Europe

UN: Follow-up Cyprus security summit aimed for early March

  • U.N. Special Advisor of the Secretary-General Espen Barth Eide, left, and Cyprus' President Nicos Anastasiades talk during their meeting at the presidential palace in divided capital Nicosia, Cyprus, Tuesday, Jan. 31, 2017. Eide meets with the Cypriot president following the continue peace talks with the rival leaders of the island. (AP Photo/Petros Karadjias)

    U.N. Special Advisor of the Secretary-General Espen Barth Eide, left, and Cyprus' President Nicos Anastasiades talk during their meeting at the presidential palace in divided capital Nicosia, Cyprus, Tuesday, Jan. 31, 2017. Eide meets with the Cypriot president following the continue peace talks with the rival leaders of the island. (AP Photo/Petros Karadjias)  (The Associated Press)

  • U.N. Special Advisor of the Secretary-General Espen Barth Eide, left, arrives at the presidential palace for a meeting with the Cyprus' President Nicos Anastasiades in divided capital Nicosia, Cyprus, Tuesday, Jan. 31, 2017. Eide meets with the Cypriot president following the continue peace talks with the rival leaders of the island. (AP Photo/Petros Karadjias)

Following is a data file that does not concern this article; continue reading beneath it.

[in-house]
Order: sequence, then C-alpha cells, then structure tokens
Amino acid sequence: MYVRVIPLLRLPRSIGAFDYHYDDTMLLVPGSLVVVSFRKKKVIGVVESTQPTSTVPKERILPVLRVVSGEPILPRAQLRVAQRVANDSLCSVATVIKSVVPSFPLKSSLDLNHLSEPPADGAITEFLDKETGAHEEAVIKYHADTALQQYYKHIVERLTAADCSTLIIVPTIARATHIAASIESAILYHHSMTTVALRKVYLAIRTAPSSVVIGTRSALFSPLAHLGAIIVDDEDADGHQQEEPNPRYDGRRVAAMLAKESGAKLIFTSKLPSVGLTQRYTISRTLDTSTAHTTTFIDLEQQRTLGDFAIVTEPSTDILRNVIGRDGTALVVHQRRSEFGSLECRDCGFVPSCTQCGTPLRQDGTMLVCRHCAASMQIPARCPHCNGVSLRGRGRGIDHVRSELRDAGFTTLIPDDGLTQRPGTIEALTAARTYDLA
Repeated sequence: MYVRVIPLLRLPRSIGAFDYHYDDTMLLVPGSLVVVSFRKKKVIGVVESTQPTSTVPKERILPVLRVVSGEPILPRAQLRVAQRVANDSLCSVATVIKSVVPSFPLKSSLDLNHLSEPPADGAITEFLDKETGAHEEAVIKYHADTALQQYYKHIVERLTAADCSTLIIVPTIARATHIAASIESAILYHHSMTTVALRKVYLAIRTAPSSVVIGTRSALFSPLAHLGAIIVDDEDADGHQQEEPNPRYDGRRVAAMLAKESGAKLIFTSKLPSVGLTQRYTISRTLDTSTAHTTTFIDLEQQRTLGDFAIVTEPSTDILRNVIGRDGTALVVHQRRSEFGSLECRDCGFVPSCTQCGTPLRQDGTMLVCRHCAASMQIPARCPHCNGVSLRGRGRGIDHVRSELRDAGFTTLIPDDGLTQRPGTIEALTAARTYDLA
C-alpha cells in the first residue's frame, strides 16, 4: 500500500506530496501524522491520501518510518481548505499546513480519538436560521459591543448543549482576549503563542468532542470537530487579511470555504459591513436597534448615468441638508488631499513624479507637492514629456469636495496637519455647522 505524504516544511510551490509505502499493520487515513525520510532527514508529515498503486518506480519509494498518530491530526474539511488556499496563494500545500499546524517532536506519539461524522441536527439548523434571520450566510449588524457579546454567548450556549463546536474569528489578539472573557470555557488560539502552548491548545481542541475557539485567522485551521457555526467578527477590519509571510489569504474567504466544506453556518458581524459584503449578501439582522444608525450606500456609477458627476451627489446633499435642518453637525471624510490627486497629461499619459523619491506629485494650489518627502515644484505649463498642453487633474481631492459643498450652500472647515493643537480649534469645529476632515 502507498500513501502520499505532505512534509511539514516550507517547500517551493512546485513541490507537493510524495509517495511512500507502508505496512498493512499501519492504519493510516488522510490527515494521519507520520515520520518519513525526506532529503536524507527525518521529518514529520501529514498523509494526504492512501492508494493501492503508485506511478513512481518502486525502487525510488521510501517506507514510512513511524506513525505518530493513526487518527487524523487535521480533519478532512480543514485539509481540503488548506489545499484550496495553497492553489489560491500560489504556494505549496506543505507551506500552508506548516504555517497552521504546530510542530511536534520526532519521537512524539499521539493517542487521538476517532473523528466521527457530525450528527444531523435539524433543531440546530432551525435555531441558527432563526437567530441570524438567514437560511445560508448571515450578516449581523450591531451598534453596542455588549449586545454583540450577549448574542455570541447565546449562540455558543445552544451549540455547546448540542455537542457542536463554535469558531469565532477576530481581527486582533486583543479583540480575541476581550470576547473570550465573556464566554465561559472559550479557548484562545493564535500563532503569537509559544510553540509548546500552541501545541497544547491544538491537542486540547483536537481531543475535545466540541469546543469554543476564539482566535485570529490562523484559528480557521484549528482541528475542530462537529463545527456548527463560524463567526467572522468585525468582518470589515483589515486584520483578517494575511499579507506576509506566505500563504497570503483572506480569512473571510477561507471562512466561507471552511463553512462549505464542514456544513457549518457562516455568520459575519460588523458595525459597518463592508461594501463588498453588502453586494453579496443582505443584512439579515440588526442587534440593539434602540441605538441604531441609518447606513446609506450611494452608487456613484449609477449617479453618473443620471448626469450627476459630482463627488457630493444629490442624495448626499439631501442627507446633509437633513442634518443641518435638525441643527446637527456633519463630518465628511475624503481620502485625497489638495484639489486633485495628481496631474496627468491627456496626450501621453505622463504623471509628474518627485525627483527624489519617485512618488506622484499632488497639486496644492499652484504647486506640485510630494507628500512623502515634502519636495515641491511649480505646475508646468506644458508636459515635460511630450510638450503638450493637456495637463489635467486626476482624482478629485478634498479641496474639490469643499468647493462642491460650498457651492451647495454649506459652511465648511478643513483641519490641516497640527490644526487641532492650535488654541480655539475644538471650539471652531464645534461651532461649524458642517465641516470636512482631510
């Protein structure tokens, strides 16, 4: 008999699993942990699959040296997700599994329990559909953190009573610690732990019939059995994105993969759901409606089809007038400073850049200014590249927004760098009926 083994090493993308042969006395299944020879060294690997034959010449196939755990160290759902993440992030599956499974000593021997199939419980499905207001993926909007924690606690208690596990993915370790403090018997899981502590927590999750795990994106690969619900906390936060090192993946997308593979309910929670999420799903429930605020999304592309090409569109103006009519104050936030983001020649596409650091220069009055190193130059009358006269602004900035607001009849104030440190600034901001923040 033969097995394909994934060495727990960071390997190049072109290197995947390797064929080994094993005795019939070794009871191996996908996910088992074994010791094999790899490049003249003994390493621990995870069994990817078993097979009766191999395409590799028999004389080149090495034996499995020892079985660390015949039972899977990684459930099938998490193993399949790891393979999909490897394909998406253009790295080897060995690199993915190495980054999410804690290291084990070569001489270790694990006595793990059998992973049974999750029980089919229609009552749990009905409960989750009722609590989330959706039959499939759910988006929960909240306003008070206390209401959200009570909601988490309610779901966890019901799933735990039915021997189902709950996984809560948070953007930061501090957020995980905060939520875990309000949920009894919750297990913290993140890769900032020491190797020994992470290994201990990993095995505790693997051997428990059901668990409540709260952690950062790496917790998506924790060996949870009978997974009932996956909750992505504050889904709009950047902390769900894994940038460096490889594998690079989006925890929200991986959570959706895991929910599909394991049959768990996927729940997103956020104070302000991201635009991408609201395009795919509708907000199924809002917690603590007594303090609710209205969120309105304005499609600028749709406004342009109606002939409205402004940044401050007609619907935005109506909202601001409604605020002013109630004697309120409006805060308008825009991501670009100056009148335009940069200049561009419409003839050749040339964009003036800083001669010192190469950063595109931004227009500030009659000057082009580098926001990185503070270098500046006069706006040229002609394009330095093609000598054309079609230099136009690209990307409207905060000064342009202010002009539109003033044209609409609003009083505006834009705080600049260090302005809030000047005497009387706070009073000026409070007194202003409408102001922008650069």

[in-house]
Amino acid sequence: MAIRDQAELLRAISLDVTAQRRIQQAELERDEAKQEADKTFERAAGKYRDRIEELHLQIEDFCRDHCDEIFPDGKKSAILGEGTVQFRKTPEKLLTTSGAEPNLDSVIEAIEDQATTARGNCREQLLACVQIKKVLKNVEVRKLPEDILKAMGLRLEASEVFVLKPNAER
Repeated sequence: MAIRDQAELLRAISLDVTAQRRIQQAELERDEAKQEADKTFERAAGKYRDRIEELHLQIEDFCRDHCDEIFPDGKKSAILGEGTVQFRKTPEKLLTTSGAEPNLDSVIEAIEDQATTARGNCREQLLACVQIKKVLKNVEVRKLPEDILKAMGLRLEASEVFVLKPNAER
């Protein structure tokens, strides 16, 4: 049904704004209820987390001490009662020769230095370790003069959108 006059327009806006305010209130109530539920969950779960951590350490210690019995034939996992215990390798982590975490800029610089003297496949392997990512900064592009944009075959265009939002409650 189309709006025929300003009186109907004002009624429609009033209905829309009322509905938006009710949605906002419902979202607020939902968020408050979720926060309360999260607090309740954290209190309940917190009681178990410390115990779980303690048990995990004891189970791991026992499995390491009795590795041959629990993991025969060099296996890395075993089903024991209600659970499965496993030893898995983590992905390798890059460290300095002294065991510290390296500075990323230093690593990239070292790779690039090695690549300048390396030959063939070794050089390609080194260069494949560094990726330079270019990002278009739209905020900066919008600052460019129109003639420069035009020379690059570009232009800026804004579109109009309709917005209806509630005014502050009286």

U.N. Special Advisor of the Secretary-General Espen Barth Eide, left, arrives at the presidential palace for a meeting with the Cyprus' President Nicos Anastasiades in divided capital Nicosia, Cyprus, Tuesday, Jan. 31, 2017. Eide meets with the Cypriot president following the continue peace talks with the rival leaders of the island. (AP Photo/Petros Karadjias)  (The Associated Press)

A U.N. envoy says that the rival leaders of ethnically split Cyprus have asked the world body to prepare for a follow-up summit in early March that will aim to sort out security arrangements after the island is reunified.

Envoy Espen Barth Eide says that Greek Cypriot President Nicos Anastasiades and the leader of the breakaway Turkish Cypriots Mustafa Akinci will in the meantime meet weekly to narrow differences on other outstanding issues.

Anastasiades and Akinci along with the foreign ministers of Cyprus' "guarantors" — Britain, Greece and Turkey — met in Geneva last month to resolve the difficult issue. That meeting was suspended after differences proved too wide to bridge.

A 1974 Turkish invasion triggered by a coup aimed at union with Greece split Cyprus along ethnic lines.